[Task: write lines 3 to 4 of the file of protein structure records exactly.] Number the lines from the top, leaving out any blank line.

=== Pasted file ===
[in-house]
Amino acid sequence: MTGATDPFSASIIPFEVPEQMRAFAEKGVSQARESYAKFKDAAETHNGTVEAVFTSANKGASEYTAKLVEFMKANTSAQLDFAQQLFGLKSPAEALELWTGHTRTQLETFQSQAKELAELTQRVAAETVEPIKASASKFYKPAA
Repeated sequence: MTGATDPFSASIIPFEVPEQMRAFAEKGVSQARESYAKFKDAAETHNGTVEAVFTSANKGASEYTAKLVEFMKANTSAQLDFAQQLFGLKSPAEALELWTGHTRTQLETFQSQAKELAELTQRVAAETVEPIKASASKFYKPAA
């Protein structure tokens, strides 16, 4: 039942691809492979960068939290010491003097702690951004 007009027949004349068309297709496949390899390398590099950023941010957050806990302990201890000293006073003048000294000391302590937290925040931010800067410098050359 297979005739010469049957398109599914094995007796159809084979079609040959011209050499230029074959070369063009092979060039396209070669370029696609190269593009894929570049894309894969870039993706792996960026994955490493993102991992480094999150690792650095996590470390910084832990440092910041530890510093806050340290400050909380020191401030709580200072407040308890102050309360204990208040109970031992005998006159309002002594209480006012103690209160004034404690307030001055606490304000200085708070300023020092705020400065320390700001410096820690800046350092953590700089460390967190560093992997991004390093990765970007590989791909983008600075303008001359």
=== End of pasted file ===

Repeated sequence: MTGATDPFSASIIPFEVPEQMRAFAEKGVSQARESYAKFKDAAETHNGTVEAVFTSANKGASEYTAKLVEFMKANTSAQLDFAQQLFGLKSPAEALELWTGHTRTQLETFQSQAKELAELTQRVAAETVEPIKASASKFYKPAA
């Protein structure tokens, strides 16, 4: 039942691809492979960068939290010491003097702690951004 007009027949004349068309297709496949390899390398590099950023941010957050806990302990201890000293006073003048000294000391302590937290925040931010800067410098050359 297979005739010469049957398109599914094995007796159809084979079609040959011209050499230029074959070369063009092979060039396209070669370029696609190269593009894929570049894309894969870039993706792996960026994955490493993102991992480094999150690792650095996590470390910084832990440092910041530890510093806050340290400050909380020191401030709580200072407040308890102050309360204990208040109970031992005998006159309002002594209480006012103690209160004034404690307030001055606490304000200085708070300023020092705020400065320390700001410096820690800046350092953590700089460390967190560093992997991004390093990765970007590989791909983008600075303008001359």